Until next time, Happy reading,
Greetings book lovers,
Itís hot fun in the summertime. Whether you are on a beach, a cruise ship, in your own backyard or like me, inside in the air conditioning, nothing is better than a good book to enhance your summer pleasures. June gave us the Audie awards and some well-deserved honors were passed out. Find out all the details at Audio file or just google Audies. Now, we are off to Mississippi, taking a look at early lumberjacks and a collection of western short stories. Letís go!
Mother of Pearl
Written by Melinda Haynes
Reading time; 16 hours and 38 minutes
Set in small town Mississippi in the late 1950s, Mother of Pearl is populated by wonderfully rich and original characters with themes of identity and the true meaning of family interwoven throughout. The story revolves around 28-year-old Even Grade, a black man who grew up an orphan, and Valuable Komer, a 15-year-old white girl who is the daughter of the town whore and an unknown father. Their paths cross through Joody Two Sun, a seer, who becomes Even's lover. Both Even and Valuable are seeking the family, love, and commitment they never had, and their search ultimately takes both of them to places they never dreamed they'd go.
Strong language and descriptions of sex
My comments; This is a rich, deep story filled with wonderful people and settings. Itís hard to really describe because there is such a different type of story here. I guess thatís why itís a bestseller.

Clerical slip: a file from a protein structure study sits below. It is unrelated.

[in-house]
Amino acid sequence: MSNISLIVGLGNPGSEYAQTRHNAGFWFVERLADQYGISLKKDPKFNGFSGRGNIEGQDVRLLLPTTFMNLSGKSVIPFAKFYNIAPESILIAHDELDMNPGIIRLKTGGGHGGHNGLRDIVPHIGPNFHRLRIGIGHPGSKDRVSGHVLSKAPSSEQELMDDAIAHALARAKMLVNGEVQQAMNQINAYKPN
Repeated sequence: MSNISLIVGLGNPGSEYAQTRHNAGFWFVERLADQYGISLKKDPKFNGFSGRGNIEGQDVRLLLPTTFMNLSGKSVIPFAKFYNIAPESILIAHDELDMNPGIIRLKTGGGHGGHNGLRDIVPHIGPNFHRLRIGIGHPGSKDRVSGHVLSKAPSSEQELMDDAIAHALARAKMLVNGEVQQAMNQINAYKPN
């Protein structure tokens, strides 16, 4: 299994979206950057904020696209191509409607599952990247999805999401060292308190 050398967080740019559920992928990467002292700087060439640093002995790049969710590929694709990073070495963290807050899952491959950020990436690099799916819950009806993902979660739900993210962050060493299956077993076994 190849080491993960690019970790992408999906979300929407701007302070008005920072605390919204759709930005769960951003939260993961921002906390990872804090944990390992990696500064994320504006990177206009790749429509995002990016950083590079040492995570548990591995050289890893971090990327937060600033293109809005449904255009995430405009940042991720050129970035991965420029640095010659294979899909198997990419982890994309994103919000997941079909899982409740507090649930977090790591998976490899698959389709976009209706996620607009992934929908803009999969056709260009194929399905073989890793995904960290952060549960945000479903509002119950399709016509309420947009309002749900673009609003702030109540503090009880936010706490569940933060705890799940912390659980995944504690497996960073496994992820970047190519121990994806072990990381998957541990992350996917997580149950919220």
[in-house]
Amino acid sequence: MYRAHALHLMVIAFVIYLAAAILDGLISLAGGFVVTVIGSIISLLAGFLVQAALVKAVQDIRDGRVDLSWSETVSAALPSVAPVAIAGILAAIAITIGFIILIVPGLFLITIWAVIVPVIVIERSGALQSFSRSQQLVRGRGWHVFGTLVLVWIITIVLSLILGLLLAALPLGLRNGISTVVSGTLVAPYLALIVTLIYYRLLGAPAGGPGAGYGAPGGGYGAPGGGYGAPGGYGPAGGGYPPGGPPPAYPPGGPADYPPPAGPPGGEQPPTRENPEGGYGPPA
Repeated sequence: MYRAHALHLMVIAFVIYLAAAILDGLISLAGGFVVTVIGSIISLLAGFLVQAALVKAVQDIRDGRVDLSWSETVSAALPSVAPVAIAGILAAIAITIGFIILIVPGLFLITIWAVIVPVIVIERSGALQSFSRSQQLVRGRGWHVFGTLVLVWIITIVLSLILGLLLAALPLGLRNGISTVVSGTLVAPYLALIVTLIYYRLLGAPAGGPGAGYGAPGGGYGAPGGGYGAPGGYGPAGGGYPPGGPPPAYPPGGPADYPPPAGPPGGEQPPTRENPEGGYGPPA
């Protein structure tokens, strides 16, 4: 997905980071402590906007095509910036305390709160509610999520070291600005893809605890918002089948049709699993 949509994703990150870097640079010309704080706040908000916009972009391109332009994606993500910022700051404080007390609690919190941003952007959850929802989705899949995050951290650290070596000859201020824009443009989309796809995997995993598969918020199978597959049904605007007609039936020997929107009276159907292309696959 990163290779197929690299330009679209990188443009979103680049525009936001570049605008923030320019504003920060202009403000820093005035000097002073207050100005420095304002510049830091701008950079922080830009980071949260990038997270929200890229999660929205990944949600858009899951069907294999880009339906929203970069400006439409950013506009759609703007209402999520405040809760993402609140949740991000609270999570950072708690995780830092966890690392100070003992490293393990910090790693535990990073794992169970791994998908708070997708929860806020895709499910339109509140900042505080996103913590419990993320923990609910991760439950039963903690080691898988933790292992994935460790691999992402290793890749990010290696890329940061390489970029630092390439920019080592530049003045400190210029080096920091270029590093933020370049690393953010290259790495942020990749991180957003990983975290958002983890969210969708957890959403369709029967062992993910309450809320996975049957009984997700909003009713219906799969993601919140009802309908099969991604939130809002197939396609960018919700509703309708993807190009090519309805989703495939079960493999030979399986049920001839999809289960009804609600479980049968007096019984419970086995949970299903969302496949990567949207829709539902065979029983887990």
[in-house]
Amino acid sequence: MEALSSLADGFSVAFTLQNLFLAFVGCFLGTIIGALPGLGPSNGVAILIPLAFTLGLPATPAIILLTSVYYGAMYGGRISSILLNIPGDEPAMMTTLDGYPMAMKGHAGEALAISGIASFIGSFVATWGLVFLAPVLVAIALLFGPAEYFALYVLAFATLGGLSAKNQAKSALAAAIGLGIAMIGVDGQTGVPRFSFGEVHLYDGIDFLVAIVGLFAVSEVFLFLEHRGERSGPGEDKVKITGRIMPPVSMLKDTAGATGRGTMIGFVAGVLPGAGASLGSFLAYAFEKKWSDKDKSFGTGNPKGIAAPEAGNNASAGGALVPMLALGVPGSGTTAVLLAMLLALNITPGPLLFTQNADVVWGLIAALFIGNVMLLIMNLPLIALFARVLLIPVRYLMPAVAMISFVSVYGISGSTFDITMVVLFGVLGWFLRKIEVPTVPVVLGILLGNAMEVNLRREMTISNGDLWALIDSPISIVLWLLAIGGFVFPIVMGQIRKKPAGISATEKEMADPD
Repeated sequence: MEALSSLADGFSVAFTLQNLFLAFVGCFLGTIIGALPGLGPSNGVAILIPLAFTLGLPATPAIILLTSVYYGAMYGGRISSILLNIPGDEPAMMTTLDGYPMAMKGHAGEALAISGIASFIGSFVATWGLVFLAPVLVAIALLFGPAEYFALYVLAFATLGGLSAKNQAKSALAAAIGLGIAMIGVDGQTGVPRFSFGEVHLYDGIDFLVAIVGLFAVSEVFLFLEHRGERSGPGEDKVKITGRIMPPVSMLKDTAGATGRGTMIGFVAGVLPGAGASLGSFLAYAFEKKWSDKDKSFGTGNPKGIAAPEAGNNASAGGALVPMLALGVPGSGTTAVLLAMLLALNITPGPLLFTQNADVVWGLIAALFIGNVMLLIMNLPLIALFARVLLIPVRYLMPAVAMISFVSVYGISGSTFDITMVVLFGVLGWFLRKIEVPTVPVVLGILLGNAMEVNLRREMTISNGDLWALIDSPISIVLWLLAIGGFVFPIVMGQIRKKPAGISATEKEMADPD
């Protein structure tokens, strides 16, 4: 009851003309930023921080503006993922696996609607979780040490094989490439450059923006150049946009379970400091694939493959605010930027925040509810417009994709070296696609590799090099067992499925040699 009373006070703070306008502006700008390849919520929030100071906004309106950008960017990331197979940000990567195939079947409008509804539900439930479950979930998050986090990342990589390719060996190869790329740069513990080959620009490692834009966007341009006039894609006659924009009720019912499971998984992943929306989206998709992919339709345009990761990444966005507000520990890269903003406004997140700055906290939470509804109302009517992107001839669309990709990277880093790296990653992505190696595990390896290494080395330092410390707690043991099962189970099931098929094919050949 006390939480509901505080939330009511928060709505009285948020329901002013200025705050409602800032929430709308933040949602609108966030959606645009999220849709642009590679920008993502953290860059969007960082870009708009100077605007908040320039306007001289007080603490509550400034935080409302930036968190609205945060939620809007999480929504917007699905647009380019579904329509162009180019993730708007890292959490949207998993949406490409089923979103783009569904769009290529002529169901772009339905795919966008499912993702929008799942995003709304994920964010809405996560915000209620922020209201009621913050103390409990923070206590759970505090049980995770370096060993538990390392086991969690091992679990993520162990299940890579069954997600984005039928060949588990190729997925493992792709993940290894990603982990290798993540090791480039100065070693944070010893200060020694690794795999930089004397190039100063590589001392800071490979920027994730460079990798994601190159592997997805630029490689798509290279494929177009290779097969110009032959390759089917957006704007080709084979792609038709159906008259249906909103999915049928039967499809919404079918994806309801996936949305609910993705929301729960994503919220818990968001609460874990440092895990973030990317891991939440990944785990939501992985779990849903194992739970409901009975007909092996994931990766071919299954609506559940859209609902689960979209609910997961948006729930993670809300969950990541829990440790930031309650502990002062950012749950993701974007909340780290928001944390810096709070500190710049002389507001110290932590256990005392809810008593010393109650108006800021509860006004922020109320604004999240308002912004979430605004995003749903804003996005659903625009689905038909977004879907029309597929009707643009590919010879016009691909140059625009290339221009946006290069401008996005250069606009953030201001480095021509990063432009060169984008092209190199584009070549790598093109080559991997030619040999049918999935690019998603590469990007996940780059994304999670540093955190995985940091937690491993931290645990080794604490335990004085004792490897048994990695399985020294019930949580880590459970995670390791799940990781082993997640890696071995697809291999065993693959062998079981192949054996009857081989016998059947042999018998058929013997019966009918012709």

Daylight in the Swamp
Written by Robert W. Wells
Reading time; 7 hours and 38 minutes
Most of the lumberjack tales around which this book is built point up the essential truths about logging the white pine forests: life was lawless, unwashed, and filled with mulishly hard work. It was also lousy--i.e., covered with lice. Wells has combed the great north woods of Michigan, Wisconsin, and Minnesota for these 19th-century histories of indomitable Bunyanesque shantyboys (their name before the 1870s) against whiskey, Indians, forest fires, ladies-for-hire, evangelists, and lumber barons. Between descriptions of the fetid bunkhouses, monotonous diets, and heroic brawls, he's managed some rare glimpses of the rough-hewn beginnings of Escanaba, Mich., LaPorte, Minn., Chippewa Falls, Wis., and other timber towns in the Great Lakes states. Wrote one itinerant Englishman: ""Wisconsin is a place where man reverts without pain to his natural condition, which is little above the beast of the field."" The lumberjacks--variously classified as teamsters, skidders, road monkeys, and river pigs according to their tasks-are a foul-mouthed but congenial lot and Wells more than proves his case that their collective fortunes make ""an epic. . . comparable only to the days of the old and equally wild West.